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The quality of self-determined learning motivation in two educational settings – a person-centered approach / Florian H. Müller ; Irina Andreitz ; Almut E. Thomas ; Barbara Hanfstingl ; Marko Palekčić.

By: Müller, Florian H.
Contributor(s): Palekčić, Marko [aut].
Material type: ArticleArticleDescription: 99-100 str.Other title: The quality of self-determined learning motivation in two educational settings - a person-centered approach [Naslov na engleskom:].Subject(s): 5.06 | self-determination theory, learning motivation, two educational settings, learning environment and outcomes, achievement. hrv | self-determination theory, learning motivation, two educational settings, learning environment and outcomes, achievement eng In: International Conference on Motivation. Motivation in all Spheres of Live (Frankfurt: August, 28– 30.8. 2012 ; Frankfurt) Thomas Martens, Regina Vollmeyer, Kathrin Rakoczy (Eds.) International Conference on Motivation. Motivation in all Spheres of Live Program & Abstracts Pabst Science Publisheres: Lengerich, Berlin, Bremen, Miami, Riga, Viernheim, Wien, Zagreb, p. 99-100 str. 99-100Thomas Martens, Regina Vollmeyer, Kathrin RakoczySummary: Self-determination theory (SDT)( Deci & Ryan, 2002) allows a differentiated analysis of the qualities of motivation distinguishing autonomous and controlled forms of regulation. Previous studies in education mostly investigated the relation between autonomous vs. controlled motivation, need satisfaction and learning outcomes applying a variable - centered approach. In contrary to this approach the both present studies identify personal profiles of motivational regulation styles and examine how these clusters are associated with the perceived learning environment and learning outcomes. The participants in study 1were 4, 417 students from all types of compulsory secondary schools. In study II the questionnaires were administered to 1, 625 university students. Results of both studies revealed the presence of a four-cluster solution, reflecting different levels of autonomous and controlled learning motivations. Across validation of the clusters revealed high Cohen’s kappa coefficients. The results indicate slight differences in the type structure of school and university students. Findings generally favored the both high quality motivation clusters displayed the most optimal learning pattern and scored highest on perceived need-supportive learning environment, relevance, teachers’ enthusiasm as well as on achievement. Overall, these findings point out (1) that cluster analysis is useful in the understanding of the complex relationship between learning motivation, learning environment and outcomes and (2) that the quality of motivational clusters can thoroughly differ according to settings.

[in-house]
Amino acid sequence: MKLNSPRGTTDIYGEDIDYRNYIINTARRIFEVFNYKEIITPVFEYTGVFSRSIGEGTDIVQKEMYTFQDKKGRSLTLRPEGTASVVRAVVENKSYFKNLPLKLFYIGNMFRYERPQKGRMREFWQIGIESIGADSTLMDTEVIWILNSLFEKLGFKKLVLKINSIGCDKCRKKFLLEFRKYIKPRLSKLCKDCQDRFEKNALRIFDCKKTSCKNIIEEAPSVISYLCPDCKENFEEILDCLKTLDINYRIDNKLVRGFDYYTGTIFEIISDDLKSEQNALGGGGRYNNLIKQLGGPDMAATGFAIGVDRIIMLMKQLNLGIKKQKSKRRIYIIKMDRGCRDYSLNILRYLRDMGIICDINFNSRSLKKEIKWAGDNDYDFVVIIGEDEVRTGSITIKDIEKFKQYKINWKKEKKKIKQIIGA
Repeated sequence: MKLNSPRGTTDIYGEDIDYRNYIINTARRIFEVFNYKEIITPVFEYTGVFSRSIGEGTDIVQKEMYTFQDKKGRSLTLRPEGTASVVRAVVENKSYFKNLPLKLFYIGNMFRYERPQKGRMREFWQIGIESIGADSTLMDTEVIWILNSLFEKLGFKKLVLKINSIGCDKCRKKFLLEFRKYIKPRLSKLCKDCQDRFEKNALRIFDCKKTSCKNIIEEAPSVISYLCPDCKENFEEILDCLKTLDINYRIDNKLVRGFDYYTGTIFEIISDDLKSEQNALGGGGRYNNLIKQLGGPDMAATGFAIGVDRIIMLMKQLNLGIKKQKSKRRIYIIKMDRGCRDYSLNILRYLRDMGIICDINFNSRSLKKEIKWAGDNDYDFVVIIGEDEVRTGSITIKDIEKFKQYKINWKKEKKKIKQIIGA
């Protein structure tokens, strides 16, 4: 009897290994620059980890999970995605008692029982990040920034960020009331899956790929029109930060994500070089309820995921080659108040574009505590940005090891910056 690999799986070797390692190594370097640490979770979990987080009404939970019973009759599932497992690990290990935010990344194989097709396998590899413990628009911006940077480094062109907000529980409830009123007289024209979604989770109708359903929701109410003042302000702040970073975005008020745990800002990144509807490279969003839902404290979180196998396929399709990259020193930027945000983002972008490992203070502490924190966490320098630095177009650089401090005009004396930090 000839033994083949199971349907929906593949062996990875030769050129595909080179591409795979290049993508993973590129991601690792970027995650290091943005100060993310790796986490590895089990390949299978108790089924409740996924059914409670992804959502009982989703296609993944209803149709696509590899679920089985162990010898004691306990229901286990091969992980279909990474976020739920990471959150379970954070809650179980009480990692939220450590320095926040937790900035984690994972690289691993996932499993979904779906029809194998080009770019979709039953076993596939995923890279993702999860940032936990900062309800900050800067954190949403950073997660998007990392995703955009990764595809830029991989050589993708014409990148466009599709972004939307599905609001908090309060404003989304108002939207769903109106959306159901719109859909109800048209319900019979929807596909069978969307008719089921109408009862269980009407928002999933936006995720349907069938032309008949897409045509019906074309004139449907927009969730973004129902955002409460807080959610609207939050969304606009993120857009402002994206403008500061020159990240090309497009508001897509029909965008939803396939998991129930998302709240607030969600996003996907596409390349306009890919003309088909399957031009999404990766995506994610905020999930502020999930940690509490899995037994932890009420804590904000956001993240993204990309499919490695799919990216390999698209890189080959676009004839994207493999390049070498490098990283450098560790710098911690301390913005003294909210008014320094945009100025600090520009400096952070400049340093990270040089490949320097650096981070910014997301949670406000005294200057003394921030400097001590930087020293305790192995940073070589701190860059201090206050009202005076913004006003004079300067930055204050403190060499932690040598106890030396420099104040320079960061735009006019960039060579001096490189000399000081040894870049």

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URL internet adrese: http://www.icm2012.de/program/ICM2012_Printprogram.pdf PAP-06: 4

Self-determination theory (SDT)( Deci & Ryan, 2002) allows a differentiated analysis of the qualities of motivation distinguishing autonomous and controlled forms of regulation. Previous studies in education mostly investigated the relation between autonomous vs. controlled motivation, need satisfaction and learning outcomes applying a variable - centered approach. In contrary to this approach the both present studies identify personal profiles of motivational regulation styles and examine how these clusters are associated with the perceived learning environment and learning outcomes. The participants in study 1were 4, 417 students from all types of compulsory secondary schools. In study II the questionnaires were administered to 1, 625 university students. Results of both studies revealed the presence of a four-cluster solution, reflecting different levels of autonomous and controlled learning motivations. Across validation of the clusters revealed high Cohen’s kappa coefficients. The results indicate slight differences in the type structure of school and university students. Findings generally favored the both high quality motivation clusters displayed the most optimal learning pattern and scored highest on perceived need-supportive learning environment, relevance, teachers’ enthusiasm as well as on achievement. Overall, these findings point out (1) that cluster analysis is useful in the understanding of the complex relationship between learning motivation, learning environment and outcomes and (2) that the quality of motivational clusters can thoroughly differ according to settings.

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